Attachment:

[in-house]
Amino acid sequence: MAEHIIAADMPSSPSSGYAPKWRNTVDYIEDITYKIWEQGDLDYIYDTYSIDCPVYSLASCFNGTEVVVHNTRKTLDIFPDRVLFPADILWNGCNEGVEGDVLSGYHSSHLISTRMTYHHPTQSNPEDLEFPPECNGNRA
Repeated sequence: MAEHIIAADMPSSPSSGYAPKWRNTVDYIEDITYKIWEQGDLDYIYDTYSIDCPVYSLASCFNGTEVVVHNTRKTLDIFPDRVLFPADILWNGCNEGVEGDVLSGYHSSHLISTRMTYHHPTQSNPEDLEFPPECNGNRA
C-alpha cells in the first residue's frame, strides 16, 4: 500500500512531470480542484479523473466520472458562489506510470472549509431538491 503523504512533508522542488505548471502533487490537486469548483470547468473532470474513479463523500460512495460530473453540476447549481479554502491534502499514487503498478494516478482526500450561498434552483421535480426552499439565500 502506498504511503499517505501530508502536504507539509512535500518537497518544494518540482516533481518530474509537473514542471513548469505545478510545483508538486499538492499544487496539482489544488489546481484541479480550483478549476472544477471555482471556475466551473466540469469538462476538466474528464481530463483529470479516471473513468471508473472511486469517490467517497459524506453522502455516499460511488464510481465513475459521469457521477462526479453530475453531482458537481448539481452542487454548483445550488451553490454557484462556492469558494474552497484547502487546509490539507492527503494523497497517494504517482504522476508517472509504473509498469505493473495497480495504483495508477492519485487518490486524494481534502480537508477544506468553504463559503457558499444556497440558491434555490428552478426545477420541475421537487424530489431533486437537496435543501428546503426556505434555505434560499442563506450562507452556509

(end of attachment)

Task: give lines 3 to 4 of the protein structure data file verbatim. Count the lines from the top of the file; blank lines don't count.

Repeated sequence: MAEHIIAADMPSSPSSGYAPKWRNTVDYIEDITYKIWEQGDLDYIYDTYSIDCPVYSLASCFNGTEVVVHNTRKTLDIFPDRVLFPADILWNGCNEGVEGDVLSGYHSSHLISTRMTYHHPTQSNPEDLEFPPECNGNRA
C-alpha cells in the first residue's frame, strides 16, 4: 500500500512531470480542484479523473466520472458562489506510470472549509431538491 503523504512533508522542488505548471502533487490537486469548483470547468473532470474513479463523500460512495460530473453540476447549481479554502491534502499514487503498478494516478482526500450561498434552483421535480426552499439565500 502506498504511503499517505501530508502536504507539509512535500518537497518544494518540482516533481518530474509537473514542471513548469505545478510545483508538486499538492499544487496539482489544488489546481484541479480550483478549476472544477471555482471556475466551473466540469469538462476538466474528464481530463483529470479516471473513468471508473472511486469517490467517497459524506453522502455516499460511488464510481465513475459521469457521477462526479453530475453531482458537481448539481452542487454548483445550488451553490454557484462556492469558494474552497484547502487546509490539507492527503494523497497517494504517482504522476508517472509504473509498469505493473495497480495504483495508477492519485487518490486524494481534502480537508477544506468553504463559503457558499444556497440558491434555490428552478426545477420541475421537487424530489431533486437537496435543501428546503426556505434555505434560499442563506450562507452556509